I had a bunch of stuff that I was planning to write for this week, but the news that the week brought made me reconsider what I was going to write about.
About companies and jobs and layoffs
This week was brutal for many folks from many companies, big and small. I haven’t ever been laid off, and I can’t imagine the feeling, especially for folks who rely on that income (or the benefits) to keep their lives in order. Even when the severance benefits are generous, layoffs involve a great deal of pain and frustration.
The number of “real” full-time jobs I’ve had can be counted on one hand, but every time I’ve ever considered changing companies, there’s an inertia that must be overcome to make the switch. You’re taking some investment in your career (your time, your energy, work ethic) and the comfort of day-to-day normality (i.e., avoiding the toil of setting up your 401k, direct deposit, enrolling in health insurance, getting your workflow in order, etc.) and making the active choice to leave that investment and comfort for something new.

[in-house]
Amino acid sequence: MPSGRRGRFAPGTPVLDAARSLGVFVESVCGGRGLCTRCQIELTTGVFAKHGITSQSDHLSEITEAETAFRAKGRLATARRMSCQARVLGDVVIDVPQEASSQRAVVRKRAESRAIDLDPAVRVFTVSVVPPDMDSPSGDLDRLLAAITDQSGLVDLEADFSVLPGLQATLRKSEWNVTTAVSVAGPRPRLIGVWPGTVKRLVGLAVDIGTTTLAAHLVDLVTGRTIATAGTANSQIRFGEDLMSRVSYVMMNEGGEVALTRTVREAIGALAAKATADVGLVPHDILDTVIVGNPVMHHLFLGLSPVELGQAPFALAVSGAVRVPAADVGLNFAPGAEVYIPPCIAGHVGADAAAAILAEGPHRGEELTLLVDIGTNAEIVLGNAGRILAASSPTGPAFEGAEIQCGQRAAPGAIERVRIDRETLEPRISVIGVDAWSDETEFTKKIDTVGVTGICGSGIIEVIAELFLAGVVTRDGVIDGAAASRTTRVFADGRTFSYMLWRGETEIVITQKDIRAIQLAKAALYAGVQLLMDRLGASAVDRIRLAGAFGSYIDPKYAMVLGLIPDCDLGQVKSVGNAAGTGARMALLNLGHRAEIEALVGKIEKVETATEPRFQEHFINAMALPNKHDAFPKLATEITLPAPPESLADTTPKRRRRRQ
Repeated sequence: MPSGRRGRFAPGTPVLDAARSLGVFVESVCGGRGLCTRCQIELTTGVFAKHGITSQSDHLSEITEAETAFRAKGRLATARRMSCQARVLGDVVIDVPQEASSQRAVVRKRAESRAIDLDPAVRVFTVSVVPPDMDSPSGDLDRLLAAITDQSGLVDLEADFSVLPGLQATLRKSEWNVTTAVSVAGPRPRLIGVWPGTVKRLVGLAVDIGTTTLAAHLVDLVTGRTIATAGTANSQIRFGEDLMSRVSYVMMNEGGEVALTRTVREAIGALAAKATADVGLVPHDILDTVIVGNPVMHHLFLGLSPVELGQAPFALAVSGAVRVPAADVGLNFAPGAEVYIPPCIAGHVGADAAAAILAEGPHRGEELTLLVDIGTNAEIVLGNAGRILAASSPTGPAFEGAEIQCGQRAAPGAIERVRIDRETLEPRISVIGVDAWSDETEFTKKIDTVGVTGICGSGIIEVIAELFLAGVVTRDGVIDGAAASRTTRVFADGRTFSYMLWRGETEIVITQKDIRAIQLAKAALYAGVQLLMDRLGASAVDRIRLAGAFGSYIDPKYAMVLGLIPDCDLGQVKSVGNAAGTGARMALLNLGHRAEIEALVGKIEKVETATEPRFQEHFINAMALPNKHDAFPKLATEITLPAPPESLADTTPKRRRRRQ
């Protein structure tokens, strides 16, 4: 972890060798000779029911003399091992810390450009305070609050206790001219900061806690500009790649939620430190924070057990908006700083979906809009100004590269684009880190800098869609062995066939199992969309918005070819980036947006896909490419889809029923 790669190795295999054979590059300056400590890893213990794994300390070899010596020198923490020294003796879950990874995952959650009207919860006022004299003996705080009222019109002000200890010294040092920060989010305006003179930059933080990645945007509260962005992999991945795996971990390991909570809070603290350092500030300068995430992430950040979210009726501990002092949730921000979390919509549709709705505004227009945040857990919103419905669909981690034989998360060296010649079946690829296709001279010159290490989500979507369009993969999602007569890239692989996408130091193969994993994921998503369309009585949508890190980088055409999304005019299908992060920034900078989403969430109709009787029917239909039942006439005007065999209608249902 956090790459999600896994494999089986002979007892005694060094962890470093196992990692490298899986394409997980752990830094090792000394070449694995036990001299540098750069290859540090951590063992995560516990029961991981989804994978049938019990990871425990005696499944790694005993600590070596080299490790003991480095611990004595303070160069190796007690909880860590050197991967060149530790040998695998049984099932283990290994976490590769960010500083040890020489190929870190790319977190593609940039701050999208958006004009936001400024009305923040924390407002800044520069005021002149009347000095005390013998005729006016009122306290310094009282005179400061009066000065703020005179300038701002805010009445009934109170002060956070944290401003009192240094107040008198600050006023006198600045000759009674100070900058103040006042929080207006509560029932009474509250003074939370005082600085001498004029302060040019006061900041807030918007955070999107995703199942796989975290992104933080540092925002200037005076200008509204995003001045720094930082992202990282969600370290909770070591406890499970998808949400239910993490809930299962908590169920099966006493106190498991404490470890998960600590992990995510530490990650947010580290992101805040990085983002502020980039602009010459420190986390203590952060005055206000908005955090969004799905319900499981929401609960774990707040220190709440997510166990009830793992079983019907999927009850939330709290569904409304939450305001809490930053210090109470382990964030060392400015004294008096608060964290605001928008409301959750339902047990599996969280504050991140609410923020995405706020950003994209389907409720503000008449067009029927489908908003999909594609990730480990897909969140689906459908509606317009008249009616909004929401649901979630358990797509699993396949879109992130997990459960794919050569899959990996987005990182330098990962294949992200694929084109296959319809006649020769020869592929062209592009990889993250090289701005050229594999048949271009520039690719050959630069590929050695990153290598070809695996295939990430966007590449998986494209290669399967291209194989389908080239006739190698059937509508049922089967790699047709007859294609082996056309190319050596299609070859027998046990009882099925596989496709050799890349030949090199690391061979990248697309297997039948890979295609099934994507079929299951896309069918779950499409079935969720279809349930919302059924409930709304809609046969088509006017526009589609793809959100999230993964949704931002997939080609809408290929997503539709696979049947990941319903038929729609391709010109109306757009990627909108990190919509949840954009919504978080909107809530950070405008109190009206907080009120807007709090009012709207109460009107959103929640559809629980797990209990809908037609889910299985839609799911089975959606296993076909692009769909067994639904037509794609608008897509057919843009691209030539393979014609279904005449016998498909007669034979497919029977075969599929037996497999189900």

It’s not uncommon to take time off, but “something new” usually always it means “the unknown,” which is really what makes that inertia so great. When we decide to take extended time off or accept a new job, we don’t know what’s in store for us. We know a bit about the people that we interviewed with, we know about the company, but we have no way to actually know about what it’s like day-to-day. All of us know that it’s impossible to get a good read on a company while interviewing, and certainly there are plenty of us who joined a team (or company) to find that it wasn’t what we expected. And certainly most of us know how to put on a welcoming face for conducting interviews, or answering hard questions about our roles in a way that HR would not frown down on.
Besides the uncertainty of the work, we spend a huge portion of our lives “at work” (for whatever you consider that to be). Many—if not most—of the people we interact with are coworkers. I find that many of the people that I consider my closest friends are folks that I first considered a coworker.